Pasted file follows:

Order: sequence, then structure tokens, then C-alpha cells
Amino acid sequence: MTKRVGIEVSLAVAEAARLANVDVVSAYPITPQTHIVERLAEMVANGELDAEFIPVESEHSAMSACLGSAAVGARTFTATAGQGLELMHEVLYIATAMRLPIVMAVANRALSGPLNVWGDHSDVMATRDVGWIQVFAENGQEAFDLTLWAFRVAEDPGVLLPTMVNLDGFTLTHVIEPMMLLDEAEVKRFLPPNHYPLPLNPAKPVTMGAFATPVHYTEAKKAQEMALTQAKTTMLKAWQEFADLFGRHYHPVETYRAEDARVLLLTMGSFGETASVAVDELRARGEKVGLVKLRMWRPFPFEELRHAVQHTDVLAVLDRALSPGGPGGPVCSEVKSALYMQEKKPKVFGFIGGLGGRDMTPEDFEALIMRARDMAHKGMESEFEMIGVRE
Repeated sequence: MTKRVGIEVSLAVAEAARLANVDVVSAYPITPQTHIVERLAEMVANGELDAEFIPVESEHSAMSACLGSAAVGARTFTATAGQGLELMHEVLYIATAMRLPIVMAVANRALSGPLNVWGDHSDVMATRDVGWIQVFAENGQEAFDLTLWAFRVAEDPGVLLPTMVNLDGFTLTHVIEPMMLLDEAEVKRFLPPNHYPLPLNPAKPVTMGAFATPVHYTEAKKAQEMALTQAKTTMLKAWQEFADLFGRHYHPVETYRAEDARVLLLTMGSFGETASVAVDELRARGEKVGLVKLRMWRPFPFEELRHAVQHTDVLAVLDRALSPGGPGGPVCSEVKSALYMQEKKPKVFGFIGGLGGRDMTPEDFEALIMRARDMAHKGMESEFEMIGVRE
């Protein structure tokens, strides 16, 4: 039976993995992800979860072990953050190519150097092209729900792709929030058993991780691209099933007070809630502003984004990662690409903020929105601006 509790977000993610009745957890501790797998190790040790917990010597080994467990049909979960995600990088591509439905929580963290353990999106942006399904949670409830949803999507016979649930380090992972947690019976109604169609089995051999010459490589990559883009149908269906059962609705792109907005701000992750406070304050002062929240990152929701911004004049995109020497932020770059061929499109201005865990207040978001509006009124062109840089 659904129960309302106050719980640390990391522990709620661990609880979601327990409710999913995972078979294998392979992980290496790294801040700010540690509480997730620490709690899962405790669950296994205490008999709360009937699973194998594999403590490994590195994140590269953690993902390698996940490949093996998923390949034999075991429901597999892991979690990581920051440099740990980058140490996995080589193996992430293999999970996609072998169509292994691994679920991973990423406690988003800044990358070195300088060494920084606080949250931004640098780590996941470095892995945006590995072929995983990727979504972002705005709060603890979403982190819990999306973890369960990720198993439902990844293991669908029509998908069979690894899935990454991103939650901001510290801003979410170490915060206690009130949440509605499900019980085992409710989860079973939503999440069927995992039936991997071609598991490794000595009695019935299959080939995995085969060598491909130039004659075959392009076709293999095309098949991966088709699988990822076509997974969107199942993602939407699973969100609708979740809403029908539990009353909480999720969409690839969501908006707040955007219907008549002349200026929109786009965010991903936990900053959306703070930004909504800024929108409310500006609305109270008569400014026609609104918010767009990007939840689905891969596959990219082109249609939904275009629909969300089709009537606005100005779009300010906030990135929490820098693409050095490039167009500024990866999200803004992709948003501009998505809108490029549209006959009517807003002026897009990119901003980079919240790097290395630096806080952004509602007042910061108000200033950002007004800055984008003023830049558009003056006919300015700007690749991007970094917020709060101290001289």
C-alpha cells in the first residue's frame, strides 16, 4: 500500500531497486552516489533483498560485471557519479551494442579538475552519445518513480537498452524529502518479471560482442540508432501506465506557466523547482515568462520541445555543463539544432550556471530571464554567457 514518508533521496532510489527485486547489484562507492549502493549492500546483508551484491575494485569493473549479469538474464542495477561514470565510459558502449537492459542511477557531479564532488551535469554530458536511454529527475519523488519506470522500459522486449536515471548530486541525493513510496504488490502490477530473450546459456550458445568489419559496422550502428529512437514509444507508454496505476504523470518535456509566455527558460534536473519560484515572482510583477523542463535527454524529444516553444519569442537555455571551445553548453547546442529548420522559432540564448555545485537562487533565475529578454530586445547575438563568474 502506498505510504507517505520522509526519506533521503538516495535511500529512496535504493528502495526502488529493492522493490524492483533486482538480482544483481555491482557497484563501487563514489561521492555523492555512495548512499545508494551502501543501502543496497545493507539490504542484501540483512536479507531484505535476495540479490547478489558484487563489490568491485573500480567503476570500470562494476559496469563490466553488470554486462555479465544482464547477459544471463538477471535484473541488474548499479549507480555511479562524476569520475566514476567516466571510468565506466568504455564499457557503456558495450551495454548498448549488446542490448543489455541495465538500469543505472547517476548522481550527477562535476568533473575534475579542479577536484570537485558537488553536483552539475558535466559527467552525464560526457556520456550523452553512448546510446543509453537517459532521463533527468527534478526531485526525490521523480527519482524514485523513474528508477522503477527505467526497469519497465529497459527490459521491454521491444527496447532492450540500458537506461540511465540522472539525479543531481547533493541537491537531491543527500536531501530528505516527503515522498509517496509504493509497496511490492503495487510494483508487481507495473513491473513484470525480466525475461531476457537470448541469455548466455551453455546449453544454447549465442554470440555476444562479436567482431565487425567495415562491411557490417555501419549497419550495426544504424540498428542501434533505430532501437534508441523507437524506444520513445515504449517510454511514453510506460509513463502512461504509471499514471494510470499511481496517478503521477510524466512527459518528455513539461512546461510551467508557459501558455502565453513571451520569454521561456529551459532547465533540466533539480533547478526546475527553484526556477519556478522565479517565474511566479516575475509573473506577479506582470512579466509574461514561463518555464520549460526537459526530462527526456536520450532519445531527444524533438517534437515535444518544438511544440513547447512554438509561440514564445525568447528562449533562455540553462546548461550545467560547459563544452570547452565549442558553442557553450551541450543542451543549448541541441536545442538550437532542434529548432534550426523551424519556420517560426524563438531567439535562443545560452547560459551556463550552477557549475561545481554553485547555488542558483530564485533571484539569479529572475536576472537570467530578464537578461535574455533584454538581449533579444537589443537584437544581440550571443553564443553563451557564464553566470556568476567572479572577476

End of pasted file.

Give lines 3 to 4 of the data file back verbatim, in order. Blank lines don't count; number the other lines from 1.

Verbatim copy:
Repeated sequence: MTKRVGIEVSLAVAEAARLANVDVVSAYPITPQTHIVERLAEMVANGELDAEFIPVESEHSAMSACLGSAAVGARTFTATAGQGLELMHEVLYIATAMRLPIVMAVANRALSGPLNVWGDHSDVMATRDVGWIQVFAENGQEAFDLTLWAFRVAEDPGVLLPTMVNLDGFTLTHVIEPMMLLDEAEVKRFLPPNHYPLPLNPAKPVTMGAFATPVHYTEAKKAQEMALTQAKTTMLKAWQEFADLFGRHYHPVETYRAEDARVLLLTMGSFGETASVAVDELRARGEKVGLVKLRMWRPFPFEELRHAVQHTDVLAVLDRALSPGGPGGPVCSEVKSALYMQEKKPKVFGFIGGLGGRDMTPEDFEALIMRARDMAHKGMESEFEMIGVRE
């Protein structure tokens, strides 16, 4: 039976993995992800979860072990953050190519150097092209729900792709929030058993991780691209099933007070809630502003984004990662690409903020929105601006 509790977000993610009745957890501790797998190790040790917990010597080994467990049909979960995600990088591509439905929580963290353990999106942006399904949670409830949803999507016979649930380090992972947690019976109604169609089995051999010459490589990559883009149908269906059962609705792109907005701000992750406070304050002062929240990152929701911004004049995109020497932020770059061929499109201005865990207040978001509006009124062109840089 659904129960309302106050719980640390990391522990709620661990609880979601327990409710999913995972078979294998392979992980290496790294801040700010540690509480997730620490709690899962405790669950296994205490008999709360009937699973194998594999403590490994590195994140590269953690993902390698996940490949093996998923390949034999075991429901597999892991979690990581920051440099740990980058140490996995080589193996992430293999999970996609072998169509292994691994679920991973990423406690988003800044990358070195300088060494920084606080949250931004640098780590996941470095892995945006590995072929995983990727979504972002705005709060603890979403982190819990999306973890369960990720198993439902990844293991669908029509998908069979690894899935990454991103939650901001510290801003979410170490915060206690009130949440509605499900019980085992409710989860079973939503999440069927995992039936991997071609598991490794000595009695019935299959080939995995085969060598491909130039004659075959392009076709293999095309098949991966088709699988990822076509997974969107199942993602939407699973969100609708979740809403029908539990009353909480999720969409690839969501908006707040955007219907008549002349200026929109786009965010991903936990900053959306703070930004909504800024929108409310500006609305109270008569400014026609609104918010767009990007939840689905891969596959990219082109249609939904275009629909969300089709009537606005100005779009300010906030990135929490820098693409050095490039167009500024990866999200803004992709948003501009998505809108490029549209006959009517807003002026897009990119901003980079919240790097290395630096806080952004509602007042910061108000200033950002007004800055984008003023830049558009003056006919300015700007690749991007970094917020709060101290001289």